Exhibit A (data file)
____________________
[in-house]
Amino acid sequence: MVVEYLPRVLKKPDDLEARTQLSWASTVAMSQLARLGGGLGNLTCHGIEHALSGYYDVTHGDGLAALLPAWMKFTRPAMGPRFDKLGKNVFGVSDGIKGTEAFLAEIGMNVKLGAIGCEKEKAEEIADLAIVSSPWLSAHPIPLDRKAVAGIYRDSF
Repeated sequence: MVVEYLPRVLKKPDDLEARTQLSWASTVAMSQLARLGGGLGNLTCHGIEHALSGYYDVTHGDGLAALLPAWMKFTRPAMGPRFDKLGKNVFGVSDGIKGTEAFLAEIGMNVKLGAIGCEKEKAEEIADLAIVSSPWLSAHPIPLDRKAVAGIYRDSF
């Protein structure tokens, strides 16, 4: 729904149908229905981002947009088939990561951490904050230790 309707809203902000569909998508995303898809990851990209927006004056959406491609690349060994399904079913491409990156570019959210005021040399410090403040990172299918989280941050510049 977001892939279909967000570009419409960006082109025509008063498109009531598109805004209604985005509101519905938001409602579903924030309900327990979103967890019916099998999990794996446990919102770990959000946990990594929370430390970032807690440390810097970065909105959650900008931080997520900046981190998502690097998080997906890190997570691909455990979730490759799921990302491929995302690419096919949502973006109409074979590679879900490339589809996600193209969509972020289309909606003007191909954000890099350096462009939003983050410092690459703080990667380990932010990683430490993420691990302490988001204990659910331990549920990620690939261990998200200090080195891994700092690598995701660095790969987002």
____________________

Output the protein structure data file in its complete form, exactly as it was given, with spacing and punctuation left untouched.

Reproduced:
[in-house]
Amino acid sequence: MVVEYLPRVLKKPDDLEARTQLSWASTVAMSQLARLGGGLGNLTCHGIEHALSGYYDVTHGDGLAALLPAWMKFTRPAMGPRFDKLGKNVFGVSDGIKGTEAFLAEIGMNVKLGAIGCEKEKAEEIADLAIVSSPWLSAHPIPLDRKAVAGIYRDSF
Repeated sequence: MVVEYLPRVLKKPDDLEARTQLSWASTVAMSQLARLGGGLGNLTCHGIEHALSGYYDVTHGDGLAALLPAWMKFTRPAMGPRFDKLGKNVFGVSDGIKGTEAFLAEIGMNVKLGAIGCEKEKAEEIADLAIVSSPWLSAHPIPLDRKAVAGIYRDSF
């Protein structure tokens, strides 16, 4: 729904149908229905981002947009088939990561951490904050230790 309707809203902000569909998508995303898809990851990209927006004056959406491609690349060994399904079913491409990156570019959210005021040399410090403040990172299918989280941050510049 977001892939279909967000570009419409960006082109025509008063498109009531598109805004209604985005509101519905938001409602579903924030309900327990979103967890019916099998999990794996446990919102770990959000946990990594929370430390970032807690440390810097970065909105959650900008931080997520900046981190998502690097998080997906890190997570691909455990979730490759799921990302491929995302690419096919949502973006109409074979590679879900490339589809996600193209969509972020289309909606003007191909954000890099350096462009939003983050410092690459703080990667380990932010990683430490993420691990302490988001204990659910331990549920990620690939261990998200200090080195891994700092690598995701660095790969987002």